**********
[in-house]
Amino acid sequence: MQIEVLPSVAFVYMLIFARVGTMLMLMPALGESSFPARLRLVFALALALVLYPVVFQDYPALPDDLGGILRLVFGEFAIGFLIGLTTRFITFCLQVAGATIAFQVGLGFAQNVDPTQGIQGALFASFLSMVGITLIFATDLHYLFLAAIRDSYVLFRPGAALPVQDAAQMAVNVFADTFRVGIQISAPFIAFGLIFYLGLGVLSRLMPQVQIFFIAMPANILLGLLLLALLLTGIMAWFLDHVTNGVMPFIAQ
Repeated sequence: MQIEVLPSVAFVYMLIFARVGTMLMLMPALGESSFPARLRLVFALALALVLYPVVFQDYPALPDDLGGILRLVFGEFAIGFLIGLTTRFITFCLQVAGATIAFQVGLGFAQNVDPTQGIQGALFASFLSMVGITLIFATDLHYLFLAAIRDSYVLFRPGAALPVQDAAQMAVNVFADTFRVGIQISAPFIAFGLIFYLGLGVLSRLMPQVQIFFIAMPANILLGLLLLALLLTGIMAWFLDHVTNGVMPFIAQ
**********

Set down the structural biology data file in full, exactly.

[in-house]
Amino acid sequence: MQIEVLPSVAFVYMLIFARVGTMLMLMPALGESSFPARLRLVFALALALVLYPVVFQDYPALPDDLGGILRLVFGEFAIGFLIGLTTRFITFCLQVAGATIAFQVGLGFAQNVDPTQGIQGALFASFLSMVGITLIFATDLHYLFLAAIRDSYVLFRPGAALPVQDAAQMAVNVFADTFRVGIQISAPFIAFGLIFYLGLGVLSRLMPQVQIFFIAMPANILLGLLLLALLLTGIMAWFLDHVTNGVMPFIAQ
Repeated sequence: MQIEVLPSVAFVYMLIFARVGTMLMLMPALGESSFPARLRLVFALALALVLYPVVFQDYPALPDDLGGILRLVFGEFAIGFLIGLTTRFITFCLQVAGATIAFQVGLGFAQNVDPTQGIQGALFASFLSMVGITLIFATDLHYLFLAAIRDSYVLFRPGAALPVQDAAQMAVNVFADTFRVGIQISAPFIAFGLIFYLGLGVLSRLMPQVQIFFIAMPANILLGLLLLALLLTGIMAWFLDHVTNGVMPFIAQ